Organisations increasingly use automated decision-making systems (ADMS) to inform decisions that affect humans and their environment. While the use of ADMS can improve the accuracy and efficiency of decision-making processes, it is also coupled with ethical challenges. Unfortunately, the governance mechanisms currently used to oversee human decision-making often fail when applied to ADMS.
Isaac Gym offers a high performance learning platform to train policies for wide variety of robotics tasks directly on GPU. Both physics simulation and the neural network policy training reside on GPU and communicate by directly passing data from physics buffers to PyTorch tensors without ever going through any CPU bottlenecks. This leads to blazing fast training times for complex robotics tasks on a single GPU with 2-3 orders of magnitude improvements compared to conventional RL training that uses a CPU based simulator and GPU for neural networks.
Convolutional neural networks (CNNs) have so far been the de-facto model for visual data. Recent work has shown that (Vision) Transformer models (ViT) can achieve comparable or even superior performance on image classification tasks. This raises a central question: how are Vision Transformers solving these tasks? Are they acting like convolutional networks, or learning entirely different visual representations? Analyzing the internal representation structure of ViTs and CNNs on image classification benchmarks, we find striking differences between the two architectures, such as ViT having more uniform representations across all layers. We explore how these differences arise, finding crucial roles played by self-attention, which enables early aggregation of global information, and ViT residual connections, which strongly propagate features from lower to higher layers.
Machine learning covers a lot of ground but it is also capable of making bad decision. We’ve also reached a stage of hype that folks forget that many classification problems can be handled by natural intelligence too. This package contains scikit-learn compatible tools that should make it easier to construct and benchmark rule based systems that are designed by humans. You can also use it in combination with ML models.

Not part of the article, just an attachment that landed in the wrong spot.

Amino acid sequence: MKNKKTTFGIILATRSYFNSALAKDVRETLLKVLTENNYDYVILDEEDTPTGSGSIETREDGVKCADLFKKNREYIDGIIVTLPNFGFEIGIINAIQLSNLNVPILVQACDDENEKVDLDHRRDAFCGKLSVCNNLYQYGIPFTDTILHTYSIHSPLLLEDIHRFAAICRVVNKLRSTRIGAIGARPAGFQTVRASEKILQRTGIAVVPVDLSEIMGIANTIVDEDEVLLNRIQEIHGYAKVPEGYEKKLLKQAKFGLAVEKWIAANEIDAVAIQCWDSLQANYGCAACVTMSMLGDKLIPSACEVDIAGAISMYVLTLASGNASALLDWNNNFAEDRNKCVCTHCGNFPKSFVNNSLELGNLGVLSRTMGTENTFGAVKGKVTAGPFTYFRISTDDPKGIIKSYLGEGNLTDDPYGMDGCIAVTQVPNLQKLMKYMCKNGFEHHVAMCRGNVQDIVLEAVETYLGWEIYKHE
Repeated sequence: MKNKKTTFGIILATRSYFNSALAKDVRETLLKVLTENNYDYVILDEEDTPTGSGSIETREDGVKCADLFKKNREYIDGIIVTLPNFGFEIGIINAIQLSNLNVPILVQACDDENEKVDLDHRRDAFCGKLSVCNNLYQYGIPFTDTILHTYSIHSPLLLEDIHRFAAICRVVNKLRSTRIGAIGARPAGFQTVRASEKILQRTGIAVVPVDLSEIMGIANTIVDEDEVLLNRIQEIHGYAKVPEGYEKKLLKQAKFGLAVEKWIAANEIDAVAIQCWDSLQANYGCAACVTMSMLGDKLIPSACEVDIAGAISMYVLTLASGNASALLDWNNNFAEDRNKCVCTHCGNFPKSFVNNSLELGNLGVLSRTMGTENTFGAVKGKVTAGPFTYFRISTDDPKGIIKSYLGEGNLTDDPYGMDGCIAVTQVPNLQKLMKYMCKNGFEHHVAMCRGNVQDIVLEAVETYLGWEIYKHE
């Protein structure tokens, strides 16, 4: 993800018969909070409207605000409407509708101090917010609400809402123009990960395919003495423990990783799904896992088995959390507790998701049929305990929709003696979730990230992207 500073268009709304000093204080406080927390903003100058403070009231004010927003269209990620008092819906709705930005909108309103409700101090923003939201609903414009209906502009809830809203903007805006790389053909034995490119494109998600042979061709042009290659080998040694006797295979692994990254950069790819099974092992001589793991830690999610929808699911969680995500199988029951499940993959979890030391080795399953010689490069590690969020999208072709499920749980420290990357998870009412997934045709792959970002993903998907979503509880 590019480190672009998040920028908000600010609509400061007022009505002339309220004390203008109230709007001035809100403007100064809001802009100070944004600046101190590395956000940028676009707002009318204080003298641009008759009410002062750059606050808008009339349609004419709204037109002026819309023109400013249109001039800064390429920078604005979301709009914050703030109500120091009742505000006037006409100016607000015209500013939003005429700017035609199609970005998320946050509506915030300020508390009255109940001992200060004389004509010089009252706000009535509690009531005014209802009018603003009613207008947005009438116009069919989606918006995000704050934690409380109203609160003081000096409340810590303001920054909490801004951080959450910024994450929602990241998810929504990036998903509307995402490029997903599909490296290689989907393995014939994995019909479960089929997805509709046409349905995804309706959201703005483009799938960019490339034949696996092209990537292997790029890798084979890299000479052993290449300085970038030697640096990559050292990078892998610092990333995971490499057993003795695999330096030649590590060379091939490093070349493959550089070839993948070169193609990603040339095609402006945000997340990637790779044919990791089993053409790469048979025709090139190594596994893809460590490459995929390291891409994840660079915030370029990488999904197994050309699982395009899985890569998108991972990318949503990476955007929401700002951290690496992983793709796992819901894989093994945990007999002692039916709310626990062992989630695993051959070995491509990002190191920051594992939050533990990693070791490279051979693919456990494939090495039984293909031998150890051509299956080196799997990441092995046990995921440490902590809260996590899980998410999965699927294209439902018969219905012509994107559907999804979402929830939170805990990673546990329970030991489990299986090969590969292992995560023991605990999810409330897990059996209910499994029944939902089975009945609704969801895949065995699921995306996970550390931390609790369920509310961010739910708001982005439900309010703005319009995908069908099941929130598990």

CARLA (Counterfactual And Recourse LibrAry), a python library for benchmarking counterfactual explanation methods across both different data sets and different machine learning models. In summary, our work provides the following contributions: (i) an extensive benchmark of 11 popular counterfactual explanation methods, (ii) a benchmarking framework for research on future counterfactual explanation methods, and (iii) a standardized set of integrated evaluation measures and data sets for transparent and extensive comparisons of these methods. We have open-sourced CARLA and our experimental results on Github, making them available as competitive baselines. We welcome contributions from other research groups and practitioners.
This paper provides a succinct overview of this emerging theory of overparameterized ML (henceforth abbreviated as TOPML) that explains these recent findings through a statistical signal processing perspective. We emphasize the unique aspects that define the TOPML research area as a subfield of modern ML theory and outline interesting open questions that remain.
This document gives a concise outline of some of the common mistakes that occur when using machine learning techniques, and what can be done to avoid them. It is intended primarily as a guide for research students, and focuses on issues that are of particular concern within academic research, such as the need to do rigorous comparisons and reach valid conclusions. It covers five stages of the machine learning process: what to do before model building, how to reliably build models, how to robustly evaluate models, how to compare models fairly, and how to report results